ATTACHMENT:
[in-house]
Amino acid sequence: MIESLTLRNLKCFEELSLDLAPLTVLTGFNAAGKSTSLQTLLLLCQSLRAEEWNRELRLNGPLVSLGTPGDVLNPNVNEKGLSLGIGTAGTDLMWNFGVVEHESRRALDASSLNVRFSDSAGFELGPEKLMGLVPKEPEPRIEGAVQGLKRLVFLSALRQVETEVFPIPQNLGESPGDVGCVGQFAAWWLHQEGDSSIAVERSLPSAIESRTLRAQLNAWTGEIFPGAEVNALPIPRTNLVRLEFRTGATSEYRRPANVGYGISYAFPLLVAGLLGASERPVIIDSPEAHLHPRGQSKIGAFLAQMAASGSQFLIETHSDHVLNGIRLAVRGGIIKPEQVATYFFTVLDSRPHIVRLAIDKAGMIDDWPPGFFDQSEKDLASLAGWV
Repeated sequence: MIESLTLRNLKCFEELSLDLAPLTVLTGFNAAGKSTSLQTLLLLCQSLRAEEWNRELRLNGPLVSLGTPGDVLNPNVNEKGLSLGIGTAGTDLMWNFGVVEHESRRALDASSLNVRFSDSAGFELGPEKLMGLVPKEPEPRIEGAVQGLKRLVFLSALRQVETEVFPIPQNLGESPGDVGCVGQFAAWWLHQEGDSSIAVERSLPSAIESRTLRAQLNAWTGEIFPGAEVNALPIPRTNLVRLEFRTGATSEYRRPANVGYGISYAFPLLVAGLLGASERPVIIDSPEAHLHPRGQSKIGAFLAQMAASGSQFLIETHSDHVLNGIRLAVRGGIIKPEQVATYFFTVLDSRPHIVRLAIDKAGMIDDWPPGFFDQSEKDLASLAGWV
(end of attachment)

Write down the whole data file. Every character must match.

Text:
[in-house]
Amino acid sequence: MIESLTLRNLKCFEELSLDLAPLTVLTGFNAAGKSTSLQTLLLLCQSLRAEEWNRELRLNGPLVSLGTPGDVLNPNVNEKGLSLGIGTAGTDLMWNFGVVEHESRRALDASSLNVRFSDSAGFELGPEKLMGLVPKEPEPRIEGAVQGLKRLVFLSALRQVETEVFPIPQNLGESPGDVGCVGQFAAWWLHQEGDSSIAVERSLPSAIESRTLRAQLNAWTGEIFPGAEVNALPIPRTNLVRLEFRTGATSEYRRPANVGYGISYAFPLLVAGLLGASERPVIIDSPEAHLHPRGQSKIGAFLAQMAASGSQFLIETHSDHVLNGIRLAVRGGIIKPEQVATYFFTVLDSRPHIVRLAIDKAGMIDDWPPGFFDQSEKDLASLAGWV
Repeated sequence: MIESLTLRNLKCFEELSLDLAPLTVLTGFNAAGKSTSLQTLLLLCQSLRAEEWNRELRLNGPLVSLGTPGDVLNPNVNEKGLSLGIGTAGTDLMWNFGVVEHESRRALDASSLNVRFSDSAGFELGPEKLMGLVPKEPEPRIEGAVQGLKRLVFLSALRQVETEVFPIPQNLGESPGDVGCVGQFAAWWLHQEGDSSIAVERSLPSAIESRTLRAQLNAWTGEIFPGAEVNALPIPRTNLVRLEFRTGATSEYRRPANVGYGISYAFPLLVAGLLGASERPVIIDSPEAHLHPRGQSKIGAFLAQMAASGSQFLIETHSDHVLNGIRLAVRGGIIKPEQVATYFFTVLDSRPHIVRLAIDKAGMIDDWPPGFFDQSEKDLASLAGWV